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Peru (Peru) (search for this): chapter 5
ht John would be a great man, which is the main thing, for the public opinion of the playground is truer and more discerning than that of the world, and if you tell us what the boy was, we will tell you what the man longs to be, however he may be repressed by necessity or fear of the police reports. Lord Houghton has failed to discover anything else especially worthy of record in the school-life of Keats. He translated the twelve books of the Aeneid, read Robinson Crusoe and the Incas of Peru, and looked into Shakespeare. He left school in 1810, with little Latin and no Greek, but he had studied Spence's Polymetis, Tooke's Pantheon, and Lempriere's Dictionary, and knew gods, nymphs, and heroes, which were quite as good company perhaps for him as aorists and aspirates. It is pleasant to fancy the horror of those respectable writers if their pages could suddenly have become alive under their pens with all that the young poet saw in them. There is always some one willing to make
Dryden, Tompkins County, New York (New York, United States) (search for this): chapter 5
o off. He don't like any one to look at her or to speak to her. Alas, the tropical warmth became a consuming fire! His passion cruel grown took on a hue Fierce and sanguineous. Between this time and the spring of 1820 he seems to have worked assiduously. Of course, worldly success was of more importance than ever. He began Hyperion, but had given it up in September, 1819, because, as he said, there were too many Miltonic inversions in it. He wrote Lamia after an attentive study of Dryden's versification. This period also produced the Eve of St. Agnes, Isabella, and the odes to the Nightingale and to the Grecian Urn. He studied Italian, read Ariosto, and wrote part of a humorous poem, The Cap and Bells. He tried his hand at tragedy, and Lord Houghton has published among his Remains, Otho the Great, and all that was ever written of King Stephen. We think he did unwisely, for a biographer is hardly called upon to show how ill his biographee could do anything. In the win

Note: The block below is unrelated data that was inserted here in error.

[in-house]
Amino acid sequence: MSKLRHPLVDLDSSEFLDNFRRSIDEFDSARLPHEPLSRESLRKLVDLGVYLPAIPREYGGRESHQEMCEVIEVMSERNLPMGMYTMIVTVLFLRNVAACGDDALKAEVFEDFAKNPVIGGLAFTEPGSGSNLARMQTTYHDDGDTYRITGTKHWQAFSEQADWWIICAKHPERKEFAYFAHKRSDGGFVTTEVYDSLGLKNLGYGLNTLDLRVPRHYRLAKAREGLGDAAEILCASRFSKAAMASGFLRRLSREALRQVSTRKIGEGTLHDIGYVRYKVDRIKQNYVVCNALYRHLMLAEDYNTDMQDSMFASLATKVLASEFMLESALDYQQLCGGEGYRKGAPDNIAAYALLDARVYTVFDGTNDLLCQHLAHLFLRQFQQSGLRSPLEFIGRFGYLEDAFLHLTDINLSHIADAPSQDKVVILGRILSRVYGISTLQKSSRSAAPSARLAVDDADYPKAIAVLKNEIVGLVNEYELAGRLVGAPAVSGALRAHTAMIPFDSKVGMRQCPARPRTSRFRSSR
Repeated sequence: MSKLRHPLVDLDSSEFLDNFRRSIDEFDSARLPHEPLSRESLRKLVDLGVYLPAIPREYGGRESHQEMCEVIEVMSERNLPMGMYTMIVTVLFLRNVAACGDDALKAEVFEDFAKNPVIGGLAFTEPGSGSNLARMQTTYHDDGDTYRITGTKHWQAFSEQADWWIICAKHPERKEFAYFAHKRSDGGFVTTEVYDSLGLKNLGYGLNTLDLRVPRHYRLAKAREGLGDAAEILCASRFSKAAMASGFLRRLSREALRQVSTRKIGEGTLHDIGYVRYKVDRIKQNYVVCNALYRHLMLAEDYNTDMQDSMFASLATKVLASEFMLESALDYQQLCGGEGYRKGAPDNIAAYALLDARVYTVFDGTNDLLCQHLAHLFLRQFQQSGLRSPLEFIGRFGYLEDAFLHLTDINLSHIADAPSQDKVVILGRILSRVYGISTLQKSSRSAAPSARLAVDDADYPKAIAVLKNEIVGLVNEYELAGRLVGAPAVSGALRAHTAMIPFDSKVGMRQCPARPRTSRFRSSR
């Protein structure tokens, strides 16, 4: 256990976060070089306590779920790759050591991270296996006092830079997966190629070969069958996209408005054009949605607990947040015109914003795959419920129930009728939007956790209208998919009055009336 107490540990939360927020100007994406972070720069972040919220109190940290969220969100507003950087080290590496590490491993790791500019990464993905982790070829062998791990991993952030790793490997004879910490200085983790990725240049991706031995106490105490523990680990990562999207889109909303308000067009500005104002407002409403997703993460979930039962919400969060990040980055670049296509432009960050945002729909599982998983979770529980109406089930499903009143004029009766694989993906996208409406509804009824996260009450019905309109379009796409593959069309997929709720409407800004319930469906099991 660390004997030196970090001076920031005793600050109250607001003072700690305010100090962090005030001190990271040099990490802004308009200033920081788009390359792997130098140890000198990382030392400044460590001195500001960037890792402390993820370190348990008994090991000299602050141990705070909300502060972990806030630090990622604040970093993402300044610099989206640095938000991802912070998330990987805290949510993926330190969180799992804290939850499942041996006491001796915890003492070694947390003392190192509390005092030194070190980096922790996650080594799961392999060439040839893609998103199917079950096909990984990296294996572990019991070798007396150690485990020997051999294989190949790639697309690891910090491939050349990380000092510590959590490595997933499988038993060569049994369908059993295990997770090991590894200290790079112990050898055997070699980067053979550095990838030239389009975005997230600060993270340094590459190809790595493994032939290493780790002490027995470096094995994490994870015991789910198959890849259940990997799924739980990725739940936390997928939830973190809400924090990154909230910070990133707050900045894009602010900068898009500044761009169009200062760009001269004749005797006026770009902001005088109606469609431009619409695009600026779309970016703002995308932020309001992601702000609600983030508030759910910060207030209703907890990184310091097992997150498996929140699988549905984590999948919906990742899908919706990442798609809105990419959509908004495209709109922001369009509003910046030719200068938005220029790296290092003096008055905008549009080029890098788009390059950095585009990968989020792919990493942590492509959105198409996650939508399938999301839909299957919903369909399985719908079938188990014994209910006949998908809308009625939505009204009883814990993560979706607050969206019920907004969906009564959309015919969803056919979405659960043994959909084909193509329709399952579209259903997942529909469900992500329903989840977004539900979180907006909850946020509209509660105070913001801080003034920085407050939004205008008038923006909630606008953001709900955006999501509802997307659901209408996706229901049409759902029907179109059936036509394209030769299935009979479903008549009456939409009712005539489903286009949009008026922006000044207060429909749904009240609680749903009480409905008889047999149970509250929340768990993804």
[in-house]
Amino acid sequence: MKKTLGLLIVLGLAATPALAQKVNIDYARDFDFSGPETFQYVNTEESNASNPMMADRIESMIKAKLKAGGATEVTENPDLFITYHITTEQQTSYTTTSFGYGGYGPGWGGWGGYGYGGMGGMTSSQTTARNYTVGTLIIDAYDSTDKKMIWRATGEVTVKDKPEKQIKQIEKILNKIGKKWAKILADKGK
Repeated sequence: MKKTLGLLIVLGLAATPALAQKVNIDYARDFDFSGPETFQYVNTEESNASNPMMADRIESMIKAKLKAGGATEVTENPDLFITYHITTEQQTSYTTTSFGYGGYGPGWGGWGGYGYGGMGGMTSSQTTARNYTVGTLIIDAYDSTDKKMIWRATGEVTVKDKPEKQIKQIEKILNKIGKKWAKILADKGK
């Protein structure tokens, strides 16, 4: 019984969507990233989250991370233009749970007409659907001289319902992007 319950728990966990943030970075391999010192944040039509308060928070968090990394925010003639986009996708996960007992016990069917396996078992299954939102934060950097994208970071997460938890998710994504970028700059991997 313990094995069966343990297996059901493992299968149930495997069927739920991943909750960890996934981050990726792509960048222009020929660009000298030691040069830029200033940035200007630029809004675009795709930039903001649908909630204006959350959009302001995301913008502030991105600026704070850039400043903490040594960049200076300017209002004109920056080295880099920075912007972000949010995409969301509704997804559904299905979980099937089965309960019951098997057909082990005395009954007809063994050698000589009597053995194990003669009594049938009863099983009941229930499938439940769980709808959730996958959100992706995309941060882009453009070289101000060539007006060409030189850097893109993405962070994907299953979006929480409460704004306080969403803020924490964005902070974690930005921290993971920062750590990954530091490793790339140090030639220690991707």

Enfield (Massachusetts, United States) (search for this): chapter 5
lled by a fall from his horse. His mother seems to have been ambitious for her children, and there was some talk of sending John to Harrow. Fortunately this plan was thought too expensive, and he was sent instead to the school of Mr. Clarke at Enfield with his brothers. A maternal uncle, who had distinguished himself by his courage under Duncan at Camperdown, was the hero of his nephews, and they went to school resolved to maintain the family reputation for courage. John was always fightingol he was apprenticed for five years to a surgeon at Edmonton. His master was a Mr. Hammond, of some eminence in his profession, as Lord Houghton takes care to assure us. The place was of more importance than the master, for its neighborhood to Enfield enabled him to keep up his intimacy with the family of his former teacher, Mr. Clarke, and to borrow books of them. In 1812, when he was in his seventeenth year, Mr. Charles Cowden Clarke lent him the Faerie Queene. Nothing that is told of Orp
Camperdown (Louisiana, United States) (search for this): chapter 5
aydon tells the story differently, but I think Lord Houghton's version the best. In 1804, Keats being in his ninth year, his father was killed by a fall from his horse. His mother seems to have been ambitious for her children, and there was some talk of sending John to Harrow. Fortunately this plan was thought too expensive, and he was sent instead to the school of Mr. Clarke at Enfield with his brothers. A maternal uncle, who had distinguished himself by his courage under Duncan at Camperdown, was the hero of his nephews, and they went to school resolved to maintain the family reputation for courage. John was always fighting, and was chiefly noted among his school-fellows as a strange compound of pluck and sensibility. He attacked an usher who had boxed his brother's ears; and when his mother died, in 1810, was moodily inconsolable, hiding himself for several days in a nook under the master's desk, and refusing all comfort from teacher or friend. He was popular at school,
Edmonton (Kentucky, United States) (search for this): chapter 5
n it, for the old lady pronounces it odd that any one should determine to be a poet, and seems to have wished to hint that the matter was determined earlier and by a higher disposing power. There are few children who do not soon discover the charm of rhyme, and perhaps fewer who can resist making fun of the Mrs. Graftys, of Craven Street, Finsbury, when they have the chance. See Haydon's Autobiography, Vol. L p. 361. On leaving school he was apprenticed for five years to a surgeon at Edmonton. His master was a Mr. Hammond, of some eminence in his profession, as Lord Houghton takes care to assure us. The place was of more importance than the master, for its neighborhood to Enfield enabled him to keep up his intimacy with the family of his former teacher, Mr. Clarke, and to borrow books of them. In 1812, when he was in his seventeenth year, Mr. Charles Cowden Clarke lent him the Faerie Queene. Nothing that is told of Orpheus or Amphion is more wonderful than this miracle of Sp